noun, plural: opsonins
Any substance (e.g. antibody) that binds to the surface of a particle (e.g. antigen) to enhance the uptake of the particle by a phagocyte (e.g. macrophage)
An opsonin refers to any substance that enhances phagocytosis. An example of a natural opsonin is certain antibodies. Antibodies are glycoproteins produced by B cells. Their main function is to protect the body from foreign agents (called antigens) through an immune response against the antigens. There are different types of antibodies. They may be grouped based on their mode of action or by the reactions produced with the corresponding antigens. Some of these groups are agglutinins, bacteriolysins, haemolysins, opsonins, and precipitins. Antibodies that act as opsonins bind to the surface of an antigen and in doing so result in the phagocytosis of the antigen by a phagocyte, such as a macrophage.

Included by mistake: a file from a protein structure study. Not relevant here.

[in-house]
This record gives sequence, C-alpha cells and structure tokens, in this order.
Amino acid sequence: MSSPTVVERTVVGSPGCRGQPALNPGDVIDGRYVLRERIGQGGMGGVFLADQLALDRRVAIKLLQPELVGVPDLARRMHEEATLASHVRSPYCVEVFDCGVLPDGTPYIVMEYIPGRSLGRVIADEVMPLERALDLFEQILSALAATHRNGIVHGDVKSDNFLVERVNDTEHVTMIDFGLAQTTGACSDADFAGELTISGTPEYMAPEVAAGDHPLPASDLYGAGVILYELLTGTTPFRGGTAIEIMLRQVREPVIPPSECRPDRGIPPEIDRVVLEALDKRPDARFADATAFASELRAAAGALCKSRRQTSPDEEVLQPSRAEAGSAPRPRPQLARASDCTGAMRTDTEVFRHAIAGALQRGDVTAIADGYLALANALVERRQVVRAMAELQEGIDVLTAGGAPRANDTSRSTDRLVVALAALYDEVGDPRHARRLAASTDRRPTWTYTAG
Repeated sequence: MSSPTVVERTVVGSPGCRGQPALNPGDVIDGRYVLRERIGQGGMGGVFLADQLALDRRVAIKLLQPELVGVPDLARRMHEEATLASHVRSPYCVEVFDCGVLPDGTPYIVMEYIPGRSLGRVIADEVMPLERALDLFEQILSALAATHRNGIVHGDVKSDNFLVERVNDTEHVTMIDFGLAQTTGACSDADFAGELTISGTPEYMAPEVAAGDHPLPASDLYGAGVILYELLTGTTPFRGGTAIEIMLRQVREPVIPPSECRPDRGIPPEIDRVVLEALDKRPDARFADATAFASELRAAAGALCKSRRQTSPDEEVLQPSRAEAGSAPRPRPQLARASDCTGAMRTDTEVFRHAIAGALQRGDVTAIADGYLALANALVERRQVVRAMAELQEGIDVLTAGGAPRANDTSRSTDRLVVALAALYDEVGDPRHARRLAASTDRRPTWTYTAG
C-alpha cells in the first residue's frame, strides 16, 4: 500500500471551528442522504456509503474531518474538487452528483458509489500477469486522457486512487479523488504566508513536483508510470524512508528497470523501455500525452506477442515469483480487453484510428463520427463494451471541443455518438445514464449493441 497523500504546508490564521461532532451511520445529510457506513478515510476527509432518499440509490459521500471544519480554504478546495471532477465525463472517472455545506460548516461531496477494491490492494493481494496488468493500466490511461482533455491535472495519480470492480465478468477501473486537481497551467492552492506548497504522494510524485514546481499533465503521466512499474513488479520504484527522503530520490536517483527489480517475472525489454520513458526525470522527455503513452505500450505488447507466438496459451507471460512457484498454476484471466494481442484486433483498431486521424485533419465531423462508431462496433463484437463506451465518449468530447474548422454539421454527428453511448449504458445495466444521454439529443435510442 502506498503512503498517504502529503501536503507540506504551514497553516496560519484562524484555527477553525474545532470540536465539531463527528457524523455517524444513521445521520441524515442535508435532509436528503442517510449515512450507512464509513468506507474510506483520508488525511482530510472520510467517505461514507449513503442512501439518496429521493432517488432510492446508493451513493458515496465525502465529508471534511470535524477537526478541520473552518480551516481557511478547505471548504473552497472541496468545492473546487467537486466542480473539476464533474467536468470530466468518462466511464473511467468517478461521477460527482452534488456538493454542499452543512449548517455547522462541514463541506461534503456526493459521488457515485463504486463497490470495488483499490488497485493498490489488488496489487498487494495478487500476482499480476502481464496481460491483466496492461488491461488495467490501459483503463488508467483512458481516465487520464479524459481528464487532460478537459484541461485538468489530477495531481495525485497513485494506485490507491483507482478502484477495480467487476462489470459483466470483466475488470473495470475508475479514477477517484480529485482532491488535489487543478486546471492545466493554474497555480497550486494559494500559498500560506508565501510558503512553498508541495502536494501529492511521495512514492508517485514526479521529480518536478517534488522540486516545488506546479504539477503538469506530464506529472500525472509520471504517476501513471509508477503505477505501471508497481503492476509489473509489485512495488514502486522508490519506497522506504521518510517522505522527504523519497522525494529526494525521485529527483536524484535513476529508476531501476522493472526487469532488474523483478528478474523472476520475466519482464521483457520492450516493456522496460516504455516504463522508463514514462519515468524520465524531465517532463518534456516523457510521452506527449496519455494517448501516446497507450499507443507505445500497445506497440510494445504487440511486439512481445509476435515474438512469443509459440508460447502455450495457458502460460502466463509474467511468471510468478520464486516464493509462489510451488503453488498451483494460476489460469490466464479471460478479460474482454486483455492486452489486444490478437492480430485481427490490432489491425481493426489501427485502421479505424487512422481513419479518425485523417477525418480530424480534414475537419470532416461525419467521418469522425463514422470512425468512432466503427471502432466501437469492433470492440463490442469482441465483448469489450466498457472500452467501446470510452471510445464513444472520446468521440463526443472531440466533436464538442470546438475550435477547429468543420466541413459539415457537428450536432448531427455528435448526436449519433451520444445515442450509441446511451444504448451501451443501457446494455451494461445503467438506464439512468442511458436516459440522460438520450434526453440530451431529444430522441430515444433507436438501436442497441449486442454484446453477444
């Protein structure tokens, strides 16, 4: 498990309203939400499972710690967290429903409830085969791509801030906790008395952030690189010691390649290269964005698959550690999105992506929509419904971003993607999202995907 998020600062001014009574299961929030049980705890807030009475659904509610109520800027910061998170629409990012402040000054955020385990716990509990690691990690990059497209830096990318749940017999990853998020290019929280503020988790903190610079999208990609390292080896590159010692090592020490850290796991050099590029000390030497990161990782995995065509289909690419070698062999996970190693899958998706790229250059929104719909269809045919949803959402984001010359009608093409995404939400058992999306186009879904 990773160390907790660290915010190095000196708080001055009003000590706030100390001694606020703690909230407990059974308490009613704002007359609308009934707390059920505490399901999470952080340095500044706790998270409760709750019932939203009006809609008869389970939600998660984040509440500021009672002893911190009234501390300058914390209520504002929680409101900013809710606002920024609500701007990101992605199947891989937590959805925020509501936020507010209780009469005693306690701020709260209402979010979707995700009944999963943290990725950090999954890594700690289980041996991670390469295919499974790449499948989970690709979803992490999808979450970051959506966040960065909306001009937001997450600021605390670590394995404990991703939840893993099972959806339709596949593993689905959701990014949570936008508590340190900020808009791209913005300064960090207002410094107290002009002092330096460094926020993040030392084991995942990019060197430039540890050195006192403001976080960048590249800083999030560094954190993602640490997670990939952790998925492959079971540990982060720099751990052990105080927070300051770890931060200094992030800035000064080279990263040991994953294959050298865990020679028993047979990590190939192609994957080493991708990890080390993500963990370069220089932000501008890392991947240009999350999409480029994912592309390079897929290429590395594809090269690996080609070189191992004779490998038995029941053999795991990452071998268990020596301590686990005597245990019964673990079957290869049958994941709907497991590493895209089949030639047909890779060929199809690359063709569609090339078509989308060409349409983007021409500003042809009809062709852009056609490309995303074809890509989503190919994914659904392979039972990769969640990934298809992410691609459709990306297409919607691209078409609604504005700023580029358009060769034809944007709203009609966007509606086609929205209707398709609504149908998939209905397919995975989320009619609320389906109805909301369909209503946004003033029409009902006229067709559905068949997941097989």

Opsonins are essential in immunological protection of the host against pathogenic bacteria. Opsonins in the surface of the antigen serve as “flags” to indicate that the antigen needs to be destroyed by the action of the immune system. Opsonins also act on dead cells, marking them up for recycling.
The process wherein a substance is chemically modified to become delicious to a phagocyte is referred to as opsonization.
Word origin: Greek opsōneîn (“to prepare for eating”)